A sesamoid is a type of bone that is found within a tendon. These small bones allow smooth movement of the feet. Sesamoid fractures most commonly refer to the bones located under the big toe. These are the least common fractures of the forefoot.
Sesamoid Bones of the Foot
Sesamoid fractures can be caused by:
- Falling from a height and landing heavily on the feet
- Crush injury
- Repetitive stress to the bone
- Hyperextension of the toe and forefoot
Sesamoid fractures are more common in people who play high-impact sports, such as running, aerobics, ballet, or gymnastics.
The most common symptom of a sesamoid fracture is pain in the ball of the foot and big toe. Other symptoms include:
- Swelling to foot and big toe
- Tenderness to touch
- Limited range of motion to the big toe
Your doctor will ask about your symptoms and medical history. A physical exam will be done. Your doctor may refer you to a specialist. A podiatrist focuses on the feet. An orthopedist focuses on bones.
Imaging tests evaluate the bones and other structures in your foot. These include:
Sesamoid fractures are often treated with rest and rehabilitation. Talk with your doctor about the best plan for you. Treatment options include the following:
The foot is immobilized with a cast. This will promote healing and keep weight off the foot. Crutches are also used to limit weight bearing on the affected foot.
Nonsteroidal anti-inflammatory drugs (NSAIDs) are given to reduce pain and swelling. A cortisone shot may also be used to treat the pain and inflammation.
Surgery may be needed if the fracture is severe or not healing.
- This is usually done by setting the bone during an operation.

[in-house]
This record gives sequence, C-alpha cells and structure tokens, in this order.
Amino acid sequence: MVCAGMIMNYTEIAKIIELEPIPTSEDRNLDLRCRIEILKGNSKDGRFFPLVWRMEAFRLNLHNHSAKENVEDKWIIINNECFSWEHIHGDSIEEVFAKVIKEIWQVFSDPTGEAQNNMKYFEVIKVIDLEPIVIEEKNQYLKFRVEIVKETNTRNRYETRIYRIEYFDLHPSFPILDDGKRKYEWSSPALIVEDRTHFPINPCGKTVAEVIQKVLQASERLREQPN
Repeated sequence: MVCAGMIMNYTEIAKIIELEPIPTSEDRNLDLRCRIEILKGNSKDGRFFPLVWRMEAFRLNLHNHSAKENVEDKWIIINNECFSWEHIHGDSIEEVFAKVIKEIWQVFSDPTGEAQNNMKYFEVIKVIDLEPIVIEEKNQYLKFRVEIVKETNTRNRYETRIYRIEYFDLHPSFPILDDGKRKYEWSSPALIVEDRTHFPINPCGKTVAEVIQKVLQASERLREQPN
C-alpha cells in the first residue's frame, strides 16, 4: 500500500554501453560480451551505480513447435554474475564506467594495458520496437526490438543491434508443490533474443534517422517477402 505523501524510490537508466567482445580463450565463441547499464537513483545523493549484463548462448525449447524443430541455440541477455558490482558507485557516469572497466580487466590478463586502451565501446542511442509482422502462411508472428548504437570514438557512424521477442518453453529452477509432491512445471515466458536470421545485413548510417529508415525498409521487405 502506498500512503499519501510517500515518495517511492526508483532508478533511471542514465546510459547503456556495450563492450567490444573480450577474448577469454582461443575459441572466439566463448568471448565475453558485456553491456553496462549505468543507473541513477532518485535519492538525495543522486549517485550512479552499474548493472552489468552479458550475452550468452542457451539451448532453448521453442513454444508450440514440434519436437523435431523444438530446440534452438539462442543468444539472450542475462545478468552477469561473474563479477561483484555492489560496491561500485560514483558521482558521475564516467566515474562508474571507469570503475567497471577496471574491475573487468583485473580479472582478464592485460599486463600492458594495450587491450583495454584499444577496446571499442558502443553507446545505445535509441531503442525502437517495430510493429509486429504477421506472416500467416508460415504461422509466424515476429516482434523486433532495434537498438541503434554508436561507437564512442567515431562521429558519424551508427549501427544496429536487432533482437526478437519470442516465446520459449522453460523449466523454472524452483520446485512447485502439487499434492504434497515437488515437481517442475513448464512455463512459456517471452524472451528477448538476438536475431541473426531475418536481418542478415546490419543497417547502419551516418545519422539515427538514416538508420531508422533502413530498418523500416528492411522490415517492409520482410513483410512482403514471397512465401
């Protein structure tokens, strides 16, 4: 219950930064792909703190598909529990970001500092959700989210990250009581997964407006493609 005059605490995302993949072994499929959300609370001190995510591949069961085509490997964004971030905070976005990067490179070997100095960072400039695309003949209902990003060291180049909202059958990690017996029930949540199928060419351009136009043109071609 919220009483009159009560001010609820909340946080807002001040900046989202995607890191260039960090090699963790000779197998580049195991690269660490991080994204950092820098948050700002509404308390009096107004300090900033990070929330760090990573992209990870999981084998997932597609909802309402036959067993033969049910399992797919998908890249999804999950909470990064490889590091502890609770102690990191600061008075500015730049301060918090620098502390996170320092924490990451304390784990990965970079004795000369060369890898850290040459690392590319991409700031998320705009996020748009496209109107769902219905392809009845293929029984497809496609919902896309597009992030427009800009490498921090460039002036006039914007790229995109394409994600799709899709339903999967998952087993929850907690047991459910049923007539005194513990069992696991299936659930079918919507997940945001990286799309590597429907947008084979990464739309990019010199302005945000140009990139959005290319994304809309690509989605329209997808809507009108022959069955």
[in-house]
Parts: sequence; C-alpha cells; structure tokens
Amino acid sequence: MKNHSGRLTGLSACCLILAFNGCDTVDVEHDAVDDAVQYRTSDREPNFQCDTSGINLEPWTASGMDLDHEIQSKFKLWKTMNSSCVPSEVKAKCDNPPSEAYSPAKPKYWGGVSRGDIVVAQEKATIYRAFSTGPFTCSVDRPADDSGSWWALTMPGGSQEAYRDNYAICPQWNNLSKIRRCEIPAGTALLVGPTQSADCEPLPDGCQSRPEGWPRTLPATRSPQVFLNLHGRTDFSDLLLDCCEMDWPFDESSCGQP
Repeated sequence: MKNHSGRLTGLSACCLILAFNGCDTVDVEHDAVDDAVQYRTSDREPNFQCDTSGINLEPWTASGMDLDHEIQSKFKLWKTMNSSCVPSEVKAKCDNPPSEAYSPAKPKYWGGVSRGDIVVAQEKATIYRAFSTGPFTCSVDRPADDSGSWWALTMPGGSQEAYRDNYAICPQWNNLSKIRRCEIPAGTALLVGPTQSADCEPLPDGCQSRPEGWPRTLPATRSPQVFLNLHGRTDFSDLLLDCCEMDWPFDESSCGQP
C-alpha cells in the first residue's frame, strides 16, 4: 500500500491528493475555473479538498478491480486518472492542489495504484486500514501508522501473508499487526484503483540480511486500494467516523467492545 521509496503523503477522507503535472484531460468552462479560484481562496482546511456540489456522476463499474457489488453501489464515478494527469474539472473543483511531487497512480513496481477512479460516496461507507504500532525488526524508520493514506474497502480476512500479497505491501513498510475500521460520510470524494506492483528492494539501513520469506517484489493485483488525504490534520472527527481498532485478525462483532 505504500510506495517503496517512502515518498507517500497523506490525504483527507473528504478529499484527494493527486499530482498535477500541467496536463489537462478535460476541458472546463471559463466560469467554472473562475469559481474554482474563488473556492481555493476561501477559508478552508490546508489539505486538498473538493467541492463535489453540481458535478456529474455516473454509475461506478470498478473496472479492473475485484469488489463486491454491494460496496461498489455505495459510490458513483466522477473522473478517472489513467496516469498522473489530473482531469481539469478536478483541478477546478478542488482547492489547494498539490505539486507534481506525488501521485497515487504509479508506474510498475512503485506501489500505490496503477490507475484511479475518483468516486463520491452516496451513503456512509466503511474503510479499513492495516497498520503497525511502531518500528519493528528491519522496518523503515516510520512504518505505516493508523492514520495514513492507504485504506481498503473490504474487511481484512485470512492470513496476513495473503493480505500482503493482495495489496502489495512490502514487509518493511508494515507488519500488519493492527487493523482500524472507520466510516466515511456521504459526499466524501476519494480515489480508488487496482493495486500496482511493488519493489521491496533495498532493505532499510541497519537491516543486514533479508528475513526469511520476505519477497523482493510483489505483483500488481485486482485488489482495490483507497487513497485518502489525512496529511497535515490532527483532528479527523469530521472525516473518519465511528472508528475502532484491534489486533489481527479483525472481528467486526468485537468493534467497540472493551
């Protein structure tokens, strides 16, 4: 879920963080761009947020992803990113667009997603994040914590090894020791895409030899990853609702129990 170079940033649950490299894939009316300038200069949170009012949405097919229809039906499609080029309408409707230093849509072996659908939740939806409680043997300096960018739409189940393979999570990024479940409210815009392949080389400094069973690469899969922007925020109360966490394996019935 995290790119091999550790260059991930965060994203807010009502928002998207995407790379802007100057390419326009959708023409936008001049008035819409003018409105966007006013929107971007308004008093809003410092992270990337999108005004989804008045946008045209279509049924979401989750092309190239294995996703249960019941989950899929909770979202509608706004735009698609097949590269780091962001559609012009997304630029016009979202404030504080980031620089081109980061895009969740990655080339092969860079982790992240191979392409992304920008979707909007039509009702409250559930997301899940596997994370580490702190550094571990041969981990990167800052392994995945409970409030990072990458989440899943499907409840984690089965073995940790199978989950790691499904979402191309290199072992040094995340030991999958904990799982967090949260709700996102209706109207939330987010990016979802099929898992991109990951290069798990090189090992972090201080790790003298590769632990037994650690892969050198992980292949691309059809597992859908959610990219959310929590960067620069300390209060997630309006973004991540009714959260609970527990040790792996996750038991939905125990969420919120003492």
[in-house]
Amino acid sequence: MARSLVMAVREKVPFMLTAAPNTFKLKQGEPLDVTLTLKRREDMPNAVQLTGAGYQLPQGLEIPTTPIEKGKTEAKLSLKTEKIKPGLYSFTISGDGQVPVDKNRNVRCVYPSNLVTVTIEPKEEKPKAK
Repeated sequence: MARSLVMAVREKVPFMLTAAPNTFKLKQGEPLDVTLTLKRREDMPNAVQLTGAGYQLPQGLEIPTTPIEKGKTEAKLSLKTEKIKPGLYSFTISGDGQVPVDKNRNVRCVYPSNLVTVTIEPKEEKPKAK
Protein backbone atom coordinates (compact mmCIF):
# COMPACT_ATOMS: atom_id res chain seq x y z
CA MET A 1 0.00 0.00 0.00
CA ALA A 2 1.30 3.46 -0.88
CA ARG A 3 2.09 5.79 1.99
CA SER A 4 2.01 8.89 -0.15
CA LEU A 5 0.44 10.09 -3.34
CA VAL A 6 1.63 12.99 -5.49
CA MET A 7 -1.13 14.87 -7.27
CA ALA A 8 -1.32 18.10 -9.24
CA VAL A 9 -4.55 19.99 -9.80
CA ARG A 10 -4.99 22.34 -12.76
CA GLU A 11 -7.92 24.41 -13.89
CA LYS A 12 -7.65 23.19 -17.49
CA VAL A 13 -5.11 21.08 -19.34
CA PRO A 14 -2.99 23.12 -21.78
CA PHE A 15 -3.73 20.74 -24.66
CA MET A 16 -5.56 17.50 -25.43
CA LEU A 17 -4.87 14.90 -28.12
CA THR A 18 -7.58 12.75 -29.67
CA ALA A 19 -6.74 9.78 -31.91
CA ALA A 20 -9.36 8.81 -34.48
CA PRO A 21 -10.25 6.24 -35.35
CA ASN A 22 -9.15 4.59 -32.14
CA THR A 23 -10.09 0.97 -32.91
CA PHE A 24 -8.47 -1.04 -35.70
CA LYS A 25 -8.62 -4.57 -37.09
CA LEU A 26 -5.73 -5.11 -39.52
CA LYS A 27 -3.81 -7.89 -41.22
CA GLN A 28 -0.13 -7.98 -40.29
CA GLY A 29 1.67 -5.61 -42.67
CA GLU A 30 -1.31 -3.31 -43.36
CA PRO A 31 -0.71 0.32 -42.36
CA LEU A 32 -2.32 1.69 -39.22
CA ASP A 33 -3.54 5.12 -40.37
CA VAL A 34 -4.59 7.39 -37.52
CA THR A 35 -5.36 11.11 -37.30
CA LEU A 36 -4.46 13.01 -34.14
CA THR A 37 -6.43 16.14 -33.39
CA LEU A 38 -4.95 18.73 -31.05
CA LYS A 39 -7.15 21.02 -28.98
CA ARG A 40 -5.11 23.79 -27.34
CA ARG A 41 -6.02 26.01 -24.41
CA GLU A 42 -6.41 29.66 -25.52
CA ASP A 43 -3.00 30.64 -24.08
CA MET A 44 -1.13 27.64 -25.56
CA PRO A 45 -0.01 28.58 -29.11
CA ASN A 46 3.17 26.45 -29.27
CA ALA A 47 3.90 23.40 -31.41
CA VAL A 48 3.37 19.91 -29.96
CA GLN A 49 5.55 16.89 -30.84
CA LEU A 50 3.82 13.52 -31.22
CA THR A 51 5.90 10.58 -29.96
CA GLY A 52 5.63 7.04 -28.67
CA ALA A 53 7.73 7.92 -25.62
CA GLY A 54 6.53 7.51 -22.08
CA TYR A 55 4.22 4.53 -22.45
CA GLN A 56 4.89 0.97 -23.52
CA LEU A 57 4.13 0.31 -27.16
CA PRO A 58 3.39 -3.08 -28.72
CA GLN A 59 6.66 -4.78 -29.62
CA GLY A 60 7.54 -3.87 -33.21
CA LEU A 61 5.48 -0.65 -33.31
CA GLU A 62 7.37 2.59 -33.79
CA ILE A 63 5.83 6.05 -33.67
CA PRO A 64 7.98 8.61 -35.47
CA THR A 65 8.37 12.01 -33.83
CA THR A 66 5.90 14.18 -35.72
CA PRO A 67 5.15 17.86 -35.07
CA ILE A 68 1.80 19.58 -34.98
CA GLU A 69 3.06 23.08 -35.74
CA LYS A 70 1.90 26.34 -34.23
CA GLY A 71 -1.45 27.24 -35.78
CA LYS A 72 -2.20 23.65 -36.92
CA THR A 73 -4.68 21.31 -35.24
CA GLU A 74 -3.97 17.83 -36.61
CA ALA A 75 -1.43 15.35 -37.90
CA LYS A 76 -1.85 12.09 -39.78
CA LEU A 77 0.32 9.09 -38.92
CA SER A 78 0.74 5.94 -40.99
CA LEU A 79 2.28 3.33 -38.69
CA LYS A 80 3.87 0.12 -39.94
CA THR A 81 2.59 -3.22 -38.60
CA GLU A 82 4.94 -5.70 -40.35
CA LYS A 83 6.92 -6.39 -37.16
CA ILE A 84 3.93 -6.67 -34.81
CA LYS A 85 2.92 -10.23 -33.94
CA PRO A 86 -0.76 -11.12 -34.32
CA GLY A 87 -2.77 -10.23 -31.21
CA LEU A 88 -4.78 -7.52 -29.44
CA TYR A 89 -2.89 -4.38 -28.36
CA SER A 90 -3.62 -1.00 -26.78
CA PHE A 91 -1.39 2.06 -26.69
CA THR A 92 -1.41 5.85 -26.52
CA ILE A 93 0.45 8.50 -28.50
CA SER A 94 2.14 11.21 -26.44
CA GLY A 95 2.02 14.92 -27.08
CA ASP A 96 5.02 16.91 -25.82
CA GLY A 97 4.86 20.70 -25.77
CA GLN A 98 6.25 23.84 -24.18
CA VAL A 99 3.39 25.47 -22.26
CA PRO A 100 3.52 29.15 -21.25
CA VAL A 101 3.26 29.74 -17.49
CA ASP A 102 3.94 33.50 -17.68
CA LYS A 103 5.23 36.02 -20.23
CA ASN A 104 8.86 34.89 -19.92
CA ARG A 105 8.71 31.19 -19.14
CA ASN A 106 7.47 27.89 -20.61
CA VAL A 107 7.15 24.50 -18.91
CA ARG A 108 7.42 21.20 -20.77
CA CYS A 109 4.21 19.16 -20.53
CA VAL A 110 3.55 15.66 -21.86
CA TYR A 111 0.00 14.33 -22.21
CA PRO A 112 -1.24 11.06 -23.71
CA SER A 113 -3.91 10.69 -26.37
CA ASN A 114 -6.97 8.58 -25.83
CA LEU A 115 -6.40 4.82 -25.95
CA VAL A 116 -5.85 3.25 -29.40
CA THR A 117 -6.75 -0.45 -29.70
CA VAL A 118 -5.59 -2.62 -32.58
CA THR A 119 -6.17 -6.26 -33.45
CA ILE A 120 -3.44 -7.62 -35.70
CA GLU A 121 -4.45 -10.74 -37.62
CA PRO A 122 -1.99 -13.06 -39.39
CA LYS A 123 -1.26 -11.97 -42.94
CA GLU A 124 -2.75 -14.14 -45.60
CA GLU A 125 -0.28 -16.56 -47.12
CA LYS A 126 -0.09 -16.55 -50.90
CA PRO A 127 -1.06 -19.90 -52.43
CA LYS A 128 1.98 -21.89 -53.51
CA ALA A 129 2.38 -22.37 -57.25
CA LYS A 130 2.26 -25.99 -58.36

- If the pain does not resolve, the sesamoid bone is sometimes removed. This is called a sesamoidectomy.
To help reduce your chance a sesamoid fracture, wear proper fitting footwear for all activities and sports.
American Podiatric Medical Association
Foot Health Facts—American College of Foot and Ankle Surgeons
The Canadian Orthopaedic Foot & Ankle Association
Canadian Orthopaedic Foundation
Sprains, strains, and fractures. American Podiatric Medical Association website. Available at: http://www.apma.org/learn/FootHealth.cfm?ItemNumber=982. Accessed September 28, 2014.
Mandracchia VJ, et al. Fractures of the Forefoot. Clinics in Podiatric Medicine and Surgery. 2006;23(2).
Maskill JD. First Ray Injuries. Foot and Ankle Clinics. 2006;11(1).
Sesamoid injuries in the foot. American College of Foot and Ankle Surgeons Foot Health Facts website. Available at: http://www.foothealthfacts.org/footankleinfo/Sesamoid_Injuries.htm. Accessed September 28, 2014.
Sesamoiditis. American Academy of Orthopaedic Surgeons website. Available at: http://orthoinfo.aaos.org/topic.cfm?topic=A00164. Updated September 2012. Updated September 28, 2014.
Sesamoiditis. EBSCO DynaMed website. Available at: http://www.ebscohost.com/dynamed. Updated April 16, 2014. Accessed September 28, 2014.
Sesamoiditis sesamoid fractures. Podiatry channel website. Available at: http://www.podiatrychannel.com/sesamoiditis/index.shtml. Accessed October 23, 2008.
Last reviewed August 2014 by Michael Woods, MD
Please be aware that this information is provided to supplement the care provided by your physician. It is neither intended nor implied to be a substitute for professional medical advice. CALL YOUR HEALTHCARE PROVIDER IMMEDIATELY IF YOU THINK YOU MAY HAVE A MEDICAL EMERGENCY. Always seek the advice of your physician or other qualified health provider prior to starting any new treatment or with any questions you may have regarding a medical condition.